Detective Inspector Domenica Catino of the Homicide and Major Crime Command, said following Dad’s conviction: ‘A young woman has lost her life and my thoughts are with her family and friends, who have been devastated by Katrina’s death.

‘This is another young person who has been killed as a result of a knife and we need our communities to work with the police to end this scourge.’

Commander Melanie Dales, the Met’s lead officer for public protection, said: ‘Miss Makunova’s death was a tragedy and, as a police service, we have acknowledged our failings and enhanced our response to reports of domestic abuse. Our thoughts and sympathies remain with Miss Makunova’s family and friends.

‘The Metropolitan Police Service is a learning organisation and we always strive to learn and improve. Domestic abuse is one of the most complex and challenging areas of policing and we continually review our policies and training.

‘To continue developing our response to domestic abuse we have launched an online reporting system and have adopted the Domestic Abuse Matters cultural change programme, in collaboration with the domestic abuse charity SafeLives.

‘More than 6,800 frontline officers are in the process of receiving enhanced training to ensure they can identify and gather evidence of coercive controlling behaviour, recognise perpetrator tactics and understand the dynamics of domestic abuse.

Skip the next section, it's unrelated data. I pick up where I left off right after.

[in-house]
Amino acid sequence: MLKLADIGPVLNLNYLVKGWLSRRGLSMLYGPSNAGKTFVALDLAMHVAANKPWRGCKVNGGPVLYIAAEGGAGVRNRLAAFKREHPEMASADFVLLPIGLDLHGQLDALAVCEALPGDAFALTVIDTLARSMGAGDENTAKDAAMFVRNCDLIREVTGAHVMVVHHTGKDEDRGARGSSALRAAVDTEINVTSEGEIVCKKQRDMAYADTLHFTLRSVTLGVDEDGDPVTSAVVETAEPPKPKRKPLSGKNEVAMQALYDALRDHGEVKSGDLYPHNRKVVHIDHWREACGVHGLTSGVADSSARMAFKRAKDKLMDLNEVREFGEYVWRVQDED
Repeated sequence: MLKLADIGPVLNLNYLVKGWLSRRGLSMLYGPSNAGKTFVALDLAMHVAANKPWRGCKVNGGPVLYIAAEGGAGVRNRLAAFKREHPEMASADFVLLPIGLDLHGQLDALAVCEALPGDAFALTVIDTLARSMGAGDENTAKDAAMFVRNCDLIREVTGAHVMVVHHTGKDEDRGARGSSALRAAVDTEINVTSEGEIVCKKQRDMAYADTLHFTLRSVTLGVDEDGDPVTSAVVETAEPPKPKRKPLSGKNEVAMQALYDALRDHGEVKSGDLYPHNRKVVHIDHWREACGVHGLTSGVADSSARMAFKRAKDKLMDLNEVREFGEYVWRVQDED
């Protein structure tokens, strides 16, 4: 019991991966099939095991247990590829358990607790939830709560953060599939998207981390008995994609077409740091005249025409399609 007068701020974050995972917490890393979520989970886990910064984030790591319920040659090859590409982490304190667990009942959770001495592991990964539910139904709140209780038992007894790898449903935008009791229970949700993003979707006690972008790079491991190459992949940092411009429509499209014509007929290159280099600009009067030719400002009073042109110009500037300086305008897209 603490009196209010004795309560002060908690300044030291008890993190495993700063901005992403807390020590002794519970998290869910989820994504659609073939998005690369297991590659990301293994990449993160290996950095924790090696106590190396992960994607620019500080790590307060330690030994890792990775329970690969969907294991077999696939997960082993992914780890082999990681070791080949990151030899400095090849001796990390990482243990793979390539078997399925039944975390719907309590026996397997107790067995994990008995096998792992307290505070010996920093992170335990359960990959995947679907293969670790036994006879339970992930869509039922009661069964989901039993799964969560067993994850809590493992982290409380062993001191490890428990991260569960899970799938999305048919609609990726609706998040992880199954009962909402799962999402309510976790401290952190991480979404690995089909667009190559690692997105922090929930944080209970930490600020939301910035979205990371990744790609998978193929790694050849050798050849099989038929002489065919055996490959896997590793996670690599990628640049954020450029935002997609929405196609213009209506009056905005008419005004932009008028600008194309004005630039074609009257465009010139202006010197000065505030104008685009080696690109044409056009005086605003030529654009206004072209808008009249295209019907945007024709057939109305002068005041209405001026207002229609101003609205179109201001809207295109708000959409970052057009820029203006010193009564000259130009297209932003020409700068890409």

‘We have also launched Predatory Offender Units across London which are dedicated to identifying and arresting the most serious offenders and reduce the risk of repeat offending. Officers have made more than 1,700 arrests since November 2020.

‘We all join policing to protect people like Miss Makunova and we are deeply saddened that more was not done to safeguard Miss Makunova. We expect all officers to take allegations of domestic abuse seriously and we are committed to protecting those at risk.”

‘When completing risk assessments in domestic abuse cases, Met officers follow the nationally-recognised guidance, which does take into account the carrying of weapons and a question is included which asks whether the weapons or objects could cause harm to the person in question.

‘We will engage positively with any evidence-based academic research to help further understand how knife-carrying and gang association are risk factors in domestic abuse as our priority is to tackle violence against women and girls. We want to learn from this case and protect Londoners further.

‘The Met continually evaluates where to place its workforce. A review is ingoing and due to report later this year and is actively considering placing additional officers into Child Safety Units.’

Source: Daily Mail UK